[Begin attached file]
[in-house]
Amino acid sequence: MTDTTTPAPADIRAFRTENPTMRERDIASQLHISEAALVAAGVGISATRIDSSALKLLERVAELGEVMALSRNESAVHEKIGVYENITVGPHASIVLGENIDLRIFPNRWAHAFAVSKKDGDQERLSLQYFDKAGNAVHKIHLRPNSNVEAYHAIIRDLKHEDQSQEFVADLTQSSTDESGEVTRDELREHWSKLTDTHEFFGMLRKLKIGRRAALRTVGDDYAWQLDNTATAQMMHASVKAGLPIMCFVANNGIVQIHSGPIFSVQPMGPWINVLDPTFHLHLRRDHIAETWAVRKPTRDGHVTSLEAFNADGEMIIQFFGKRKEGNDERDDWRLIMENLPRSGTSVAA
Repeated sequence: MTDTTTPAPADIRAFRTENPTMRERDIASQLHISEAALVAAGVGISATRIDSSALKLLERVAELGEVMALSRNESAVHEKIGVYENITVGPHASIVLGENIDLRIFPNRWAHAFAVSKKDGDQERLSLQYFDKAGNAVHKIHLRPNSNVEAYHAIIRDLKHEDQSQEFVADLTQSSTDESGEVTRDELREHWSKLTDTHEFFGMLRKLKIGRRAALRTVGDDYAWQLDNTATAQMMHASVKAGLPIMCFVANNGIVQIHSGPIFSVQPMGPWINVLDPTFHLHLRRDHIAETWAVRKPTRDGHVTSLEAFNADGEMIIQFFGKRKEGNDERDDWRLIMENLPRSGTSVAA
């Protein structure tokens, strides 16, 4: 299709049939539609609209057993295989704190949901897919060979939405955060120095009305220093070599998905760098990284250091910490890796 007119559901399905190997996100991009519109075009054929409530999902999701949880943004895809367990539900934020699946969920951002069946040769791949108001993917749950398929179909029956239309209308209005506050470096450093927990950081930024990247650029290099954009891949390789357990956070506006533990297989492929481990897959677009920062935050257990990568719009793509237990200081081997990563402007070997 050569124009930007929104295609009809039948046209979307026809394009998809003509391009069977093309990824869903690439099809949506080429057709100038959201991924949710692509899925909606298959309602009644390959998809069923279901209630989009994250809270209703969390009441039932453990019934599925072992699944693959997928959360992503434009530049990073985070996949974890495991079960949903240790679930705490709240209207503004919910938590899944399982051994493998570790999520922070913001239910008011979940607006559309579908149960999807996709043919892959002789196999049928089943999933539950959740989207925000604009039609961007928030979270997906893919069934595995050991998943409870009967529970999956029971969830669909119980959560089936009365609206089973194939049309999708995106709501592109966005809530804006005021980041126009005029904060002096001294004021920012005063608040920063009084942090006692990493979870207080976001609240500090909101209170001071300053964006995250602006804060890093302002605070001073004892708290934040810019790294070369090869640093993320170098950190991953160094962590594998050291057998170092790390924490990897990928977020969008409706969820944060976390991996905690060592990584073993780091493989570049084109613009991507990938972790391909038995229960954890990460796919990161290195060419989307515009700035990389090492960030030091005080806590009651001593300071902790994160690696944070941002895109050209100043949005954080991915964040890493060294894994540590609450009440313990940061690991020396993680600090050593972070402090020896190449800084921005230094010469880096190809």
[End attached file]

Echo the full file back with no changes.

[in-house]
Amino acid sequence: MTDTTTPAPADIRAFRTENPTMRERDIASQLHISEAALVAAGVGISATRIDSSALKLLERVAELGEVMALSRNESAVHEKIGVYENITVGPHASIVLGENIDLRIFPNRWAHAFAVSKKDGDQERLSLQYFDKAGNAVHKIHLRPNSNVEAYHAIIRDLKHEDQSQEFVADLTQSSTDESGEVTRDELREHWSKLTDTHEFFGMLRKLKIGRRAALRTVGDDYAWQLDNTATAQMMHASVKAGLPIMCFVANNGIVQIHSGPIFSVQPMGPWINVLDPTFHLHLRRDHIAETWAVRKPTRDGHVTSLEAFNADGEMIIQFFGKRKEGNDERDDWRLIMENLPRSGTSVAA
Repeated sequence: MTDTTTPAPADIRAFRTENPTMRERDIASQLHISEAALVAAGVGISATRIDSSALKLLERVAELGEVMALSRNESAVHEKIGVYENITVGPHASIVLGENIDLRIFPNRWAHAFAVSKKDGDQERLSLQYFDKAGNAVHKIHLRPNSNVEAYHAIIRDLKHEDQSQEFVADLTQSSTDESGEVTRDELREHWSKLTDTHEFFGMLRKLKIGRRAALRTVGDDYAWQLDNTATAQMMHASVKAGLPIMCFVANNGIVQIHSGPIFSVQPMGPWINVLDPTFHLHLRRDHIAETWAVRKPTRDGHVTSLEAFNADGEMIIQFFGKRKEGNDERDDWRLIMENLPRSGTSVAA
């Protein structure tokens, strides 16, 4: 299709049939539609609209057993295989704190949901897919060979939405955060120095009305220093070599998905760098990284250091910490890796 007119559901399905190997996100991009519109075009054929409530999902999701949880943004895809367990539900934020699946969920951002069946040769791949108001993917749950398929179909029956239309209308209005506050470096450093927990950081930024990247650029290099954009891949390789357990956070506006533990297989492929481990897959677009920062935050257990990568719009793509237990200081081997990563402007070997 050569124009930007929104295609009809039948046209979307026809394009998809003509391009069977093309990824869903690439099809949506080429057709100038959201991924949710692509899925909606298959309602009644390959998809069923279901209630989009994250809270209703969390009441039932453990019934599925072992699944693959997928959360992503434009530049990073985070996949974890495991079960949903240790679930705490709240209207503004919910938590899944399982051994493998570790999520922070913001239910008011979940607006559309579908149960999807996709043919892959002789196999049928089943999933539950959740989207925000604009039609961007928030979270997906893919069934595995050991998943409870009967529970999956029971969830669909119980959560089936009365609206089973194939049309999708995106709501592109966005809530804006005021980041126009005029904060002096001294004021920012005063608040920063009084942090006692990493979870207080976001609240500090909101209170001071300053964006995250602006804060890093302002605070001073004892708290934040810019790294070369090869640093993320170098950190991953160094962590594998050291057998170092790390924490990897990928977020969008409706969820944060976390991996905690060592990584073993780091493989570049084109613009991507990938972790391909038995229960954890990460796919990161290195060419989307515009700035990389090492960030030091005080806590009651001593300071902790994160690696944070941002895109050209100043949005954080991915964040890493060294894994540590609450009440313990940061690991020396993680600090050593972070402090020896190449800084921005230094010469880096190809």